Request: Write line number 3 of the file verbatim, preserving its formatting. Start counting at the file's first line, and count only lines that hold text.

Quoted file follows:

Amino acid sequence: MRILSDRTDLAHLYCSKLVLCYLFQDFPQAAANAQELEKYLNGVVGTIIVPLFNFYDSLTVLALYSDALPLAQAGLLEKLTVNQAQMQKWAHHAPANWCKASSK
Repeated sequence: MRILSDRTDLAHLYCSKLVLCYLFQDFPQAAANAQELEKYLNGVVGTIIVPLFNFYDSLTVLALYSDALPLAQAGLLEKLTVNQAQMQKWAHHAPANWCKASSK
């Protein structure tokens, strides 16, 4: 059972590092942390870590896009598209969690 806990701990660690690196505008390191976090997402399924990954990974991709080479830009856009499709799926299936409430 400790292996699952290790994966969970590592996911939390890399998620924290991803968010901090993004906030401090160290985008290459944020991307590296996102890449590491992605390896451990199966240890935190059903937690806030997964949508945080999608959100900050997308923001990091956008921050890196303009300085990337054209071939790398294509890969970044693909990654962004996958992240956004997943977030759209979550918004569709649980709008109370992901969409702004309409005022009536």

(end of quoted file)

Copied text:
């Protein structure tokens, strides 16, 4: 059972590092942390870590896009598209969690 806990701990660690690196505008390191976090997402399924990954990974991709080479830009856009499709799926299936409430 400790292996699952290790994966969970590592996911939390890399998620924290991803968010901090993004906030401090160290985008290459944020991307590296996102890449590491992605390896451990199966240890935190059903937690806030997964949508945080999608959100900050997308923001990091956008921050890196303009300085990337054209071939790398294509890969970044693909990654962004996958992240956004997943977030759209979550918004569709649980709008109370992901969409702004309409005022009536």